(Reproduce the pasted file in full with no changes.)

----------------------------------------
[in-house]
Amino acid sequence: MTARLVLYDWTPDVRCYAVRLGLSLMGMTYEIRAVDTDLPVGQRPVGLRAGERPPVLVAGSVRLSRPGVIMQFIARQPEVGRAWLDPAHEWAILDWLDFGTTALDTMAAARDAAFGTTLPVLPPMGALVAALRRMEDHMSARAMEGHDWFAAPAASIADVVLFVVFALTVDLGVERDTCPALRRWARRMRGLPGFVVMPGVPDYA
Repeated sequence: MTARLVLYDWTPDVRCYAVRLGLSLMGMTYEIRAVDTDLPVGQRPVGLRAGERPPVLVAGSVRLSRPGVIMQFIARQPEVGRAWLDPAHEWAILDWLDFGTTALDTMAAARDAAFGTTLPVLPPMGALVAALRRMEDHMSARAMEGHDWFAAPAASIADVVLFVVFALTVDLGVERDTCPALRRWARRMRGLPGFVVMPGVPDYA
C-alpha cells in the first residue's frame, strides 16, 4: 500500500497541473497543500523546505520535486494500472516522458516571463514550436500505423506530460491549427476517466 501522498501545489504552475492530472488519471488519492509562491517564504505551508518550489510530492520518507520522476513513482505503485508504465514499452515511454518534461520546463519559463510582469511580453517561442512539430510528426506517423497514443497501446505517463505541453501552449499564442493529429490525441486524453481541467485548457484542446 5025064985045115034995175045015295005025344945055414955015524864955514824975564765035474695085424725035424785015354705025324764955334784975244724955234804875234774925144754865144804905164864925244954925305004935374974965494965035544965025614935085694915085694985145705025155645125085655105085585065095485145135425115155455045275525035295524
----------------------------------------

[in-house]
Amino acid sequence: MTARLVLYDWTPDVRCYAVRLGLSLMGMTYEIRAVDTDLPVGQRPVGLRAGERPPVLVAGSVRLSRPGVIMQFIARQPEVGRAWLDPAHEWAILDWLDFGTTALDTMAAARDAAFGTTLPVLPPMGALVAALRRMEDHMSARAMEGHDWFAAPAASIADVVLFVVFALTVDLGVERDTCPALRRWARRMRGLPGFVVMPGVPDYA
Repeated sequence: MTARLVLYDWTPDVRCYAVRLGLSLMGMTYEIRAVDTDLPVGQRPVGLRAGERPPVLVAGSVRLSRPGVIMQFIARQPEVGRAWLDPAHEWAILDWLDFGTTALDTMAAARDAAFGTTLPVLPPMGALVAALRRMEDHMSARAMEGHDWFAAPAASIADVVLFVVFALTVDLGVERDTCPALRRWARRMRGLPGFVVMPGVPDYA
C-alpha cells in the first residue's frame, strides 16, 4: 500500500497541473497543500523546505520535486494500472516522458516571463514550436500505423506530460491549427476517466 501522498501545489504552475492530472488519471488519492509562491517564504505551508518550489510530492520518507520522476513513482505503485508504465514499452515511454518534461520546463519559463510582469511580453517561442512539430510528426506517423497514443497501446505517463505541453501552449499564442493529429490525441486524453481541467485548457484542446 5025064985045115034995175045015295005025344945055414955015524864955514824975564765035474695085424725035424785015354705025324764955334784975244724955234804875234774925144754865144804905164864925244954925305004935374974965494965035544965025614935085694915085694985145705025155645125085655105085585065095485145135425115155455045275525035295524